Sasha: We have a few other things that we do, but I think our primary role in this process is for people like Erin to be able to come to us and say ‘We have an issue that does need to be litigated,’ and we do that all over the country. Or our allies in the fair housing movement come to us and say, ‘We’re seeing this problem and we’re at an impasse and this is the step we need to take now.’
Do you specialize in litigation at the state level or the federal level?
Sasha: We tend to sue in federal court, but all over the country. Just to give you another example of one that we recently did in Connecticut actually, we recently had a lawsuit against an insurance company that refused to insure any property owners that rented to voucher holders.
That’s an example of where we were brought in to remedy a really discriminatory practice where the insurance company was actually making it impossible for the landlords to fairly rent to people. We do that all over the country, including in Connecticut, when we’re called upon.
In the example that you gave, what would be the impact of that on the individual renter? How would that impact their ability to find rental space?
Sasha: If an insurance company won’t offer property insurance to landlords, then landlords won’t rent to voucher holders. And the result is that voucher holders get greatly constricted options in terms of rentals. They will only be able to rent in a much lower number of places and you can see the obvious relationship between that and this suit.
There’s all kinds of practices that make it such that voucher holders options are really limited and that’s part of why they end up in these segregated communities.
That’s a great segue into the current lawsuit. Can you talk about the current lawsuit, Erin, and what you hope to accomplish?
Erin: I think one place to start is just looking at how segregated families using tenant based Section 8 are in the state. And we’ve run some numbers. We’ve crunched the data on this and we know that about 86 percent of voucher holders are living outside the areas of the state that have the highest performing schools. So that’s one way to think about it.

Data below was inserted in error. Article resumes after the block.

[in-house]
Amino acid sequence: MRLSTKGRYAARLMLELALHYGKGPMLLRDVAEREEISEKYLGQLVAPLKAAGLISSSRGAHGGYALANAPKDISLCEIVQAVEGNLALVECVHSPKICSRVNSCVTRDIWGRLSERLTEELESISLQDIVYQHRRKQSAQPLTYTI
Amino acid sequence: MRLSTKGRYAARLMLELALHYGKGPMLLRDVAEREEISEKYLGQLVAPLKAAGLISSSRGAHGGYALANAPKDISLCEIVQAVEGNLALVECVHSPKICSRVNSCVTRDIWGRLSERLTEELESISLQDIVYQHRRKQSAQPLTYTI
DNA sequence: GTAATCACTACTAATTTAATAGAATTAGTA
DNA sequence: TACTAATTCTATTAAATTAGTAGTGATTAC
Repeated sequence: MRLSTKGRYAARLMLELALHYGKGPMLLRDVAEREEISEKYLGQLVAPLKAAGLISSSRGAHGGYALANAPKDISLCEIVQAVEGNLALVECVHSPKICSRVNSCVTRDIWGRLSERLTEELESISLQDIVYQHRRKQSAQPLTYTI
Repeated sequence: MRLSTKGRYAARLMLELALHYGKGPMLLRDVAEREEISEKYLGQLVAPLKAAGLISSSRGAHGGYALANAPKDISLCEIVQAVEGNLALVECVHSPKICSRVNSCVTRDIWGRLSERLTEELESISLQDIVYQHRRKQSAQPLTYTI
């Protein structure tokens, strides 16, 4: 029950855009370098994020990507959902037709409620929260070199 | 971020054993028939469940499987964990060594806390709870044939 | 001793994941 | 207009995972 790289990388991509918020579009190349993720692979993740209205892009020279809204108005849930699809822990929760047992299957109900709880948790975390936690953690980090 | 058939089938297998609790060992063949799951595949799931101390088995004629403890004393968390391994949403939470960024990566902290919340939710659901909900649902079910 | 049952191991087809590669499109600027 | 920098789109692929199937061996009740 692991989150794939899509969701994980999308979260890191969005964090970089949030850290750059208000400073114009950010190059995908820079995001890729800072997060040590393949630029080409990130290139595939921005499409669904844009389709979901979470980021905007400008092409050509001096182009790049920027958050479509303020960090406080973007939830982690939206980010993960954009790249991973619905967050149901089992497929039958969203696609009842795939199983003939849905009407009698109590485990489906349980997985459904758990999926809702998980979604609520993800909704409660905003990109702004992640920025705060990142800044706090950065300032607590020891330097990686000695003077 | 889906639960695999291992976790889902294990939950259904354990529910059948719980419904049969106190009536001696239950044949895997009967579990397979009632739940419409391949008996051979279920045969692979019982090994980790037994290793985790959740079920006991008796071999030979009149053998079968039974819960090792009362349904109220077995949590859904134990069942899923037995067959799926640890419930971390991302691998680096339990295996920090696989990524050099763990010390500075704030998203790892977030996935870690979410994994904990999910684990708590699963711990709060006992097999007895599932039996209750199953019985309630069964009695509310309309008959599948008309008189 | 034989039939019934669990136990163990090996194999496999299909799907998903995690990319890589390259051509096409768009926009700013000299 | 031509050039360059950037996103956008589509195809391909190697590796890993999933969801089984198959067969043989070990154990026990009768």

Another way to think about it is about 48 percent, or almost half, of voucher holders are living in only 2 percent of the land area of the state. It’s a really stunning number, and the avenues of voucher holders to areas that have greater access to opportunity are blocked.
One of the major ways in which they are blocked is the system through which the Department of Housing and Urban Development sets the maximum rents allowable within the program. What they’ve done is created something of an average for a region that has the end result of inflating rents in areas that tend to be more urban and never allowing the rents to be high enough to reach suburban areas, or in our case, areas that have greater access to opportunity.
Where it starts is just a flawed formula for calculating the rents, and that is the major contributor to why we have such a segregated voucher program.
The Obama administration recognized this and they went through a long period of research and comment and produced a regulation that said now we have to do this differently. That regulation began with implementing this program in 24 regions around the country. The new system for the formula would be based on zip codes so that it would be a lot more accurate and sort of track much better the real market rates for rental housing in any given zip code.